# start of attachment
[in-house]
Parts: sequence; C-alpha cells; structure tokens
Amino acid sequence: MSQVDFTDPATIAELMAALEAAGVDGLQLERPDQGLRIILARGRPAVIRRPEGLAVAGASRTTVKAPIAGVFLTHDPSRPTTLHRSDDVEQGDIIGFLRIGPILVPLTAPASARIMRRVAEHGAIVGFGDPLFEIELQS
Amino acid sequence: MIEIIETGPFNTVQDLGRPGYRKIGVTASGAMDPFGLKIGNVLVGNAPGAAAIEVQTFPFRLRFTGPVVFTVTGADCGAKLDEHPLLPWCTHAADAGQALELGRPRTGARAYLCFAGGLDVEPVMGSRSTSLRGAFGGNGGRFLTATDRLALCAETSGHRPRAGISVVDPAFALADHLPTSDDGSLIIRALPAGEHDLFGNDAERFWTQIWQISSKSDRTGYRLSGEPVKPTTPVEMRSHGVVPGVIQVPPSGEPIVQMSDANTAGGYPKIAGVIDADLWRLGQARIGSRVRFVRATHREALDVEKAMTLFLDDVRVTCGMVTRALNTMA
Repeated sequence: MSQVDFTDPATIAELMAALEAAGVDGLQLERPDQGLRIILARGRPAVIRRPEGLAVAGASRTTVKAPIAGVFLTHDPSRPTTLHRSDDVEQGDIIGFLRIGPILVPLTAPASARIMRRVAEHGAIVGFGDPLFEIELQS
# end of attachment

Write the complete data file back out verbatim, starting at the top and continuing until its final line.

[in-house]
Parts: sequence; C-alpha cells; structure tokens
Amino acid sequence: MSQVDFTDPATIAELMAALEAAGVDGLQLERPDQGLRIILARGRPAVIRRPEGLAVAGASRTTVKAPIAGVFLTHDPSRPTTLHRSDDVEQGDIIGFLRIGPILVPLTAPASARIMRRVAEHGAIVGFGDPLFEIELQS
Amino acid sequence: MIEIIETGPFNTVQDLGRPGYRKIGVTASGAMDPFGLKIGNVLVGNAPGAAAIEVQTFPFRLRFTGPVVFTVTGADCGAKLDEHPLLPWCTHAADAGQALELGRPRTGARAYLCFAGGLDVEPVMGSRSTSLRGAFGGNGGRFLTATDRLALCAETSGHRPRAGISVVDPAFALADHLPTSDDGSLIIRALPAGEHDLFGNDAERFWTQIWQISSKSDRTGYRLSGEPVKPTTPVEMRSHGVVPGVIQVPPSGEPIVQMSDANTAGGYPKIAGVIDADLWRLGQARIGSRVRFVRATHREALDVEKAMTLFLDDVRVTCGMVTRALNTMA
Repeated sequence: MSQVDFTDPATIAELMAALEAAGVDGLQLERPDQGLRIILARGRPAVIRRPEGLAVAGASRTTVKAPIAGVFLTHDPSRPTTLHRSDDVEQGDIIGFLRIGPILVPLTAPASARIMRRVAEHGAIVGFGDPLFEIELQS